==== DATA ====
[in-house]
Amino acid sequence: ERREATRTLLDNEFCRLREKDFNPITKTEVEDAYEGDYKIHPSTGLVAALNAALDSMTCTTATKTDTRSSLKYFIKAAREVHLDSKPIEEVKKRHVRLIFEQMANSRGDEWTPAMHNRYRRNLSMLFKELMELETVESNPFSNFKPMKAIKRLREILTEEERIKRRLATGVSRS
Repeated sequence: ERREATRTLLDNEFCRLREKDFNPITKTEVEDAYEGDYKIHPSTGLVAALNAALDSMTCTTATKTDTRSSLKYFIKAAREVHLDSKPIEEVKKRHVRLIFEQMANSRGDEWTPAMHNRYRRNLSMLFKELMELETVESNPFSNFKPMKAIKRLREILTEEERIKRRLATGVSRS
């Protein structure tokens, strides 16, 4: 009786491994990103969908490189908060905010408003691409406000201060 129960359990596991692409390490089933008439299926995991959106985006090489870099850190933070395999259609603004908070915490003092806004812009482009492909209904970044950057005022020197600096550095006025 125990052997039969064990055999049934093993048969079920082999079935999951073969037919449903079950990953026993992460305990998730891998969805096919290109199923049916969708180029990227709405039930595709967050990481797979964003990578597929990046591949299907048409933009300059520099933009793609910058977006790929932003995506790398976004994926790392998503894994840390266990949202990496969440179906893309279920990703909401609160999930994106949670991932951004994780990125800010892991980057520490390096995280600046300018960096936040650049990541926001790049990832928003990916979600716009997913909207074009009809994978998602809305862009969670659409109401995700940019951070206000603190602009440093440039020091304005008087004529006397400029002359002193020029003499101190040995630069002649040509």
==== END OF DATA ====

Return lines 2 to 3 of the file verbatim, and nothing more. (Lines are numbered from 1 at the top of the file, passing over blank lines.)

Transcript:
Amino acid sequence: ERREATRTLLDNEFCRLREKDFNPITKTEVEDAYEGDYKIHPSTGLVAALNAALDSMTCTTATKTDTRSSLKYFIKAAREVHLDSKPIEEVKKRHVRLIFEQMANSRGDEWTPAMHNRYRRNLSMLFKELMELETVESNPFSNFKPMKAIKRLREILTEEERIKRRLATGVSRS
Repeated sequence: ERREATRTLLDNEFCRLREKDFNPITKTEVEDAYEGDYKIHPSTGLVAALNAALDSMTCTTATKTDTRSSLKYFIKAAREVHLDSKPIEEVKKRHVRLIFEQMANSRGDEWTPAMHNRYRRNLSMLFKELMELETVESNPFSNFKPMKAIKRLREILTEEERIKRRLATGVSRS